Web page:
MUMBAI, Nov 9 (Reuters) - India’s gold consumption is likely to drop to its lowest in eight years in 2017, hit by government moves to make bullion trading more transparent and by faltering demand from some rural areas, the World Gold Council (WGC) said on Thursday.
Evidence of weaker appetite in a country where gold is used in everything from investment to wedding gifts could drag on global prices that have been hovering near their highest in three weeks. India is the word’s No.2 consumer of gold behind China.
Indian demand is likely to be around 650 tonnes in 2017, compared to a 10-year average of 845 tonnes, Somasundaram PR, Managing Director of WGC’s India operations, told Reuters. Demand was 666.1 tonnes in 2016.
“In the September quarter, the newly introduced Goods and Services Tax (GST) and anti-money laundering legislation around jewellery retail transactions deterred gold buyers,” he said.
As part of a new nationwide sales tax regime introduced in July, the GST on gold jumped to 3 percent from 1.2 percent previously.
Indian authorities in September tightened anti-money laundering rules for jewellers, although the new regulations have since been temporarily shelved.
The nation’s gold demand in the July-September quarter dropped 24 percent from a year ago to 145.9 tonnes, the WGC said in a report published on Thursday.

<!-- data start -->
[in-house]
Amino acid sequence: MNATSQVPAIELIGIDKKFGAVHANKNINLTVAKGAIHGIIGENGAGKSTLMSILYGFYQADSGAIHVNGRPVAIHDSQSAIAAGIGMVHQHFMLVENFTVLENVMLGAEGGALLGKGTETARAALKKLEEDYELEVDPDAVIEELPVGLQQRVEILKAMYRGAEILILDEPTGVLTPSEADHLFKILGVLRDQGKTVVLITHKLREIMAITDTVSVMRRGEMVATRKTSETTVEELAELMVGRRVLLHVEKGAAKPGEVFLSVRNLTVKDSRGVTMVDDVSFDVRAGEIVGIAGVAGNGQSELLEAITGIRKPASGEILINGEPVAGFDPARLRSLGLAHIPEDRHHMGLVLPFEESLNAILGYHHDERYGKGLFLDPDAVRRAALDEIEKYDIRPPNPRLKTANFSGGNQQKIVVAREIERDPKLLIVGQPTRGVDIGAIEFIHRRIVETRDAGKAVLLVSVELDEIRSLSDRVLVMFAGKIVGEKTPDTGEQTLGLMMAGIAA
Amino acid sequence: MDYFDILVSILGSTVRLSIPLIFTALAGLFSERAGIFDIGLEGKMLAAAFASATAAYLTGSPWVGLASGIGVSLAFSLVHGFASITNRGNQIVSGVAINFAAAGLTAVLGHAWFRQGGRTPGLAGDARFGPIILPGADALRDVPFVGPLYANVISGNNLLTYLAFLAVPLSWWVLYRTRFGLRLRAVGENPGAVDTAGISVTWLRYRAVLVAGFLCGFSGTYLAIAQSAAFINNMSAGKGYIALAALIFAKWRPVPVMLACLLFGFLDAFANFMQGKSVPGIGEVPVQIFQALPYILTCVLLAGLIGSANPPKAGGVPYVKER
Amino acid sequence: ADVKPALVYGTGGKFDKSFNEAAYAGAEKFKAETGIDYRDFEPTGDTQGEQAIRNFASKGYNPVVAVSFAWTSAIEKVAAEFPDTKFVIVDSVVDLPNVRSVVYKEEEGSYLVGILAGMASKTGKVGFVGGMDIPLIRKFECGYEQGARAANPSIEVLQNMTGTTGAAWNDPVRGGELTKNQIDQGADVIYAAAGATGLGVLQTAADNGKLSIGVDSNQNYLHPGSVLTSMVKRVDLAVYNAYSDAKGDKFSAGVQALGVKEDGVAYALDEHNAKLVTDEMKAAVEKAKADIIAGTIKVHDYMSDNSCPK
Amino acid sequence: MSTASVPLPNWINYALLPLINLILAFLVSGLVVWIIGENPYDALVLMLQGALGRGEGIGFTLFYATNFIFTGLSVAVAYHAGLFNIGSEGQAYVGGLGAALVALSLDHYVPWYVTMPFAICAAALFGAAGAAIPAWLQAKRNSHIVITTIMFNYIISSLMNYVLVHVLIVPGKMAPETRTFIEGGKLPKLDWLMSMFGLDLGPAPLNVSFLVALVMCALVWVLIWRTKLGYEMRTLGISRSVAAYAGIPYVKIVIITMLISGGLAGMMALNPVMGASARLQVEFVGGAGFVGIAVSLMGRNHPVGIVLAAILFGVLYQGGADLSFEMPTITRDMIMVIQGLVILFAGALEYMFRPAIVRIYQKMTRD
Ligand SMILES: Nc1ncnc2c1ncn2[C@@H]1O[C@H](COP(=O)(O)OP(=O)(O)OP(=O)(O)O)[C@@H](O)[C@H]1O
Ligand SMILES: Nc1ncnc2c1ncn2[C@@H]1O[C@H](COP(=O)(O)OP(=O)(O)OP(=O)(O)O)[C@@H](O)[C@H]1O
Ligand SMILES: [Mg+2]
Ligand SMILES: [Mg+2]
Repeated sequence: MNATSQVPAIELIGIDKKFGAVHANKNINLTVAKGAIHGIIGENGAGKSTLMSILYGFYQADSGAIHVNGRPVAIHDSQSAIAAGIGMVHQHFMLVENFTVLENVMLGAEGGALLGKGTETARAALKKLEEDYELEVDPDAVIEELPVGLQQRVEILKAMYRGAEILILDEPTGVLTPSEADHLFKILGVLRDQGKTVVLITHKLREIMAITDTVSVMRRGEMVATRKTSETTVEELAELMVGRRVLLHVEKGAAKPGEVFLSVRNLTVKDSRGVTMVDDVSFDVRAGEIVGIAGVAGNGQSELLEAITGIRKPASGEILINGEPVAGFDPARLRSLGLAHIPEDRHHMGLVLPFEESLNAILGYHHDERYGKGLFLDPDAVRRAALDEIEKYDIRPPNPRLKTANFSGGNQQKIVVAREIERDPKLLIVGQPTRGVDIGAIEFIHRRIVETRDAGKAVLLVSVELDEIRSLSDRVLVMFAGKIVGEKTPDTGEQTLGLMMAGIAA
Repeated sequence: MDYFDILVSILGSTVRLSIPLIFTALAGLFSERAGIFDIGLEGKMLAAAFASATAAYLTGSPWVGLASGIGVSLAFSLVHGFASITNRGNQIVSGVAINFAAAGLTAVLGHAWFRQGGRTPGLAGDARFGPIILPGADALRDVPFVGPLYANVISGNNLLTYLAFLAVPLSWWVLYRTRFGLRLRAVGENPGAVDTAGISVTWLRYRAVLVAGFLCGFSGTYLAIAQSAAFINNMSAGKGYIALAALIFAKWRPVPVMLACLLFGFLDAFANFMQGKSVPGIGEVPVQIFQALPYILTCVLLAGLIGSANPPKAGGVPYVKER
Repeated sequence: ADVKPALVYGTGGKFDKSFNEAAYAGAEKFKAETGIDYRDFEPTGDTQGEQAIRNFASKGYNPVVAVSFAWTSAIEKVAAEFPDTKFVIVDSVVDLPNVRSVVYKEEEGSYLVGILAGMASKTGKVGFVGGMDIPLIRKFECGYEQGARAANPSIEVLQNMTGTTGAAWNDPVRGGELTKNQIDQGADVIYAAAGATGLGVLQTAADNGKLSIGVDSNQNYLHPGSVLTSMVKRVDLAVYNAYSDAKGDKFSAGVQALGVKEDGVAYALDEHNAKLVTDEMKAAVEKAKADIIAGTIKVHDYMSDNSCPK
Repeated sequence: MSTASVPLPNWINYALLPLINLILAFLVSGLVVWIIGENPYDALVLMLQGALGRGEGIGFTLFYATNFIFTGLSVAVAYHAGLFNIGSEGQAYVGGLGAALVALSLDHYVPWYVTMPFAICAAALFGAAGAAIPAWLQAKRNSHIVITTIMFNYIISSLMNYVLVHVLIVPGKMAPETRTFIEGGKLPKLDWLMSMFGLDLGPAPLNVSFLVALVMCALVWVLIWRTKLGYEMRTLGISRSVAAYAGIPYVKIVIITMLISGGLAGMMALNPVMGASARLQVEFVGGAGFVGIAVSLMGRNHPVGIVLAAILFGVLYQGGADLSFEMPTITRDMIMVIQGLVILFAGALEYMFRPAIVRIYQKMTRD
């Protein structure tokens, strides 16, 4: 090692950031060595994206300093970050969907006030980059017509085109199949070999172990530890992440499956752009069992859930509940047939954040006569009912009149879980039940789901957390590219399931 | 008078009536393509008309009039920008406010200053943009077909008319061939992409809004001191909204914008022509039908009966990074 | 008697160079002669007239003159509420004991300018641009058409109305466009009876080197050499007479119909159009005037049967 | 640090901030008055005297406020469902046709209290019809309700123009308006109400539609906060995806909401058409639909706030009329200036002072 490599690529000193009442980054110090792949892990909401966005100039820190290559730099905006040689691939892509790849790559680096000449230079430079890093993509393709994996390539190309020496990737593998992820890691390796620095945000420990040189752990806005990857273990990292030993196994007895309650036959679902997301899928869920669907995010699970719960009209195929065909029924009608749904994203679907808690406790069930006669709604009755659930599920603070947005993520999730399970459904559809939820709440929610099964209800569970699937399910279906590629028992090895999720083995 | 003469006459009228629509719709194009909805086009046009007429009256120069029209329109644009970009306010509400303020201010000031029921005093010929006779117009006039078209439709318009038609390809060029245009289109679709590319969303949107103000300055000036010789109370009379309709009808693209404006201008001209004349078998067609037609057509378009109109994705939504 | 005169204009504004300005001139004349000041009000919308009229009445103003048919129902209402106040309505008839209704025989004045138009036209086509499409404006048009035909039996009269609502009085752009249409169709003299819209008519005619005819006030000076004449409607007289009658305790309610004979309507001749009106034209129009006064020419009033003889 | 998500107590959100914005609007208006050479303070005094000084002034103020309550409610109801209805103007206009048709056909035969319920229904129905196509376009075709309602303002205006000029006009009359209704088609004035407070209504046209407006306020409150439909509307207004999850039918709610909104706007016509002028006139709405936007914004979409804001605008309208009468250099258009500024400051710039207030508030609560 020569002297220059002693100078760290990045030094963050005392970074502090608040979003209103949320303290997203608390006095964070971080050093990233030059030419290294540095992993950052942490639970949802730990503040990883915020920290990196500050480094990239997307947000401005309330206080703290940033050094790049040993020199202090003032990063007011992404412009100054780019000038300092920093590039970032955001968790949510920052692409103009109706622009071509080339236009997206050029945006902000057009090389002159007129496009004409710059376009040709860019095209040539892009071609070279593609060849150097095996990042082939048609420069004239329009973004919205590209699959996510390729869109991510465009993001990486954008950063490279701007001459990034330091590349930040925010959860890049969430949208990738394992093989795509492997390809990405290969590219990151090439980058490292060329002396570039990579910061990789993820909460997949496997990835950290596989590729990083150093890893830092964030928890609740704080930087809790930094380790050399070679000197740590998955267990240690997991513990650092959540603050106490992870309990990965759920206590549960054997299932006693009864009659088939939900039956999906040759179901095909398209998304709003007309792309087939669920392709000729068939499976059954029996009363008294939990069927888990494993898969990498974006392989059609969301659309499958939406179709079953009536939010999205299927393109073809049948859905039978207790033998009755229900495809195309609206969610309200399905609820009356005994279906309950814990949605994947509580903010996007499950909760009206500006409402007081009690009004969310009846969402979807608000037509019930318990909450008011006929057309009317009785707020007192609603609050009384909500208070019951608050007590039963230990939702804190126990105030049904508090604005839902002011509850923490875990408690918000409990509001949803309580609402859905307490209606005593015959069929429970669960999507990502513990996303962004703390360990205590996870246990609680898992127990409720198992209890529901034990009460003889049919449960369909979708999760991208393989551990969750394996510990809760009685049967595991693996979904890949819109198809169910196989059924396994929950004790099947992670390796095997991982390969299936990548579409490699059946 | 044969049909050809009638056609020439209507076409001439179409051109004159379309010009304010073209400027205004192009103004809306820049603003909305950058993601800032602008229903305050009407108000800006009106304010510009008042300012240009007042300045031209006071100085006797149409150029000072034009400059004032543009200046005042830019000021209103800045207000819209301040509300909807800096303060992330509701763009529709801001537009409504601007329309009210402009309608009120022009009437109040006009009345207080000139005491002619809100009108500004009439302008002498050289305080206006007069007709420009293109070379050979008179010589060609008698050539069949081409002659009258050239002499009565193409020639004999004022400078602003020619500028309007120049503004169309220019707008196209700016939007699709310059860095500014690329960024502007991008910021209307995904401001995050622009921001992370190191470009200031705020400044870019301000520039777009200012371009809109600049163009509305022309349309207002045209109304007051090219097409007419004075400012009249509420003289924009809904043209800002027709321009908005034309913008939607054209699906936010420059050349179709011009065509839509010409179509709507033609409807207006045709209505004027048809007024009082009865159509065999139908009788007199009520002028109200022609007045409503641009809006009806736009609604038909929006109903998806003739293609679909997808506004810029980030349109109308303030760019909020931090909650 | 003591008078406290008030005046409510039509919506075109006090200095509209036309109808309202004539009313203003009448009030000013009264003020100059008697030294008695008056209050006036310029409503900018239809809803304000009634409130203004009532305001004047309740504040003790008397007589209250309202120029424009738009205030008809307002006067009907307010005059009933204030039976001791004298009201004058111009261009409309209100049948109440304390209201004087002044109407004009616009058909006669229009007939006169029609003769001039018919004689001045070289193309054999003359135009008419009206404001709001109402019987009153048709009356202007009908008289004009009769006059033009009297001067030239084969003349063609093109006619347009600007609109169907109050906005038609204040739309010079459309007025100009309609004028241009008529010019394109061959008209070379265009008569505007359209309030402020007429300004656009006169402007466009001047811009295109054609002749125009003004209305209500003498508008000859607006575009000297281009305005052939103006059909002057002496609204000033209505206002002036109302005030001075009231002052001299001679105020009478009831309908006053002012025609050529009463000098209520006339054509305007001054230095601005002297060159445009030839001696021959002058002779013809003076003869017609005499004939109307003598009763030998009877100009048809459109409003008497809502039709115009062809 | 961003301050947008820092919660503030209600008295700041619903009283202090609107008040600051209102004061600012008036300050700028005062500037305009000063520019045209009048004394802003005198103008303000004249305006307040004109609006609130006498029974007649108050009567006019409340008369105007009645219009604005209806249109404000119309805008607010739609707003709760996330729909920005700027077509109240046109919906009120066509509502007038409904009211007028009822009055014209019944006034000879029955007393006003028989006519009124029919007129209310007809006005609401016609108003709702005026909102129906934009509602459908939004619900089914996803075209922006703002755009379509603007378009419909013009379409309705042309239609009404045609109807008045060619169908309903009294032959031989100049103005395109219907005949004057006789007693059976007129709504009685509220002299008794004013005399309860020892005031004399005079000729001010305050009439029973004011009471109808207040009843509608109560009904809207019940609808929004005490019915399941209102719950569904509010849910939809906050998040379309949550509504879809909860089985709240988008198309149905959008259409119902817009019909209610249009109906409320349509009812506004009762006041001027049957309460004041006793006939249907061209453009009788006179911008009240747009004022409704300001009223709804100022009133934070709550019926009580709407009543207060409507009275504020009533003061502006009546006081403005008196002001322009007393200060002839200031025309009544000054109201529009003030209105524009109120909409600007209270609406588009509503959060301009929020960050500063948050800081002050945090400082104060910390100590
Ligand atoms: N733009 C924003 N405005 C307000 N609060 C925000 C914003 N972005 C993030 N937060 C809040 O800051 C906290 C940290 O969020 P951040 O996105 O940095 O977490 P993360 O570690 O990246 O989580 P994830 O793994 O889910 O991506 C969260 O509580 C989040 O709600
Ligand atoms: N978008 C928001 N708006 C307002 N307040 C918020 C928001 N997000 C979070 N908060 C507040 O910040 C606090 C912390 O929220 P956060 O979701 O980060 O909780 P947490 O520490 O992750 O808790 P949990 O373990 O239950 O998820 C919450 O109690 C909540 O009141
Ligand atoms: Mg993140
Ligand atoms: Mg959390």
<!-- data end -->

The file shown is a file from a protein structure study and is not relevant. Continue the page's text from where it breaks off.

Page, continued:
In the October-December quarter, demand will be more “robust than the September quarter” as Indians brace for the wedding season and festivals such as Diwali, when buying bullion is considered auspicious, Somasundaram said.
Two-thirds of India’s gold demand comes from rural areas, where jewellery is a traditional store of wealth.
But monsoon rains did not fall evenly around the country this year, hitting incomes in some farming areas, said the WGC, adding that “this could have a knock-on effect on jewellery demand in these areas over coming quarters”.
Industry officials previously said India’s gold imports in the last quarter of 2017 could drop by a fourth from a year ago as investors seek better returns from riskier assets like equities.
Reporting by Rajendra Jadhav; Editing by Joseph Radford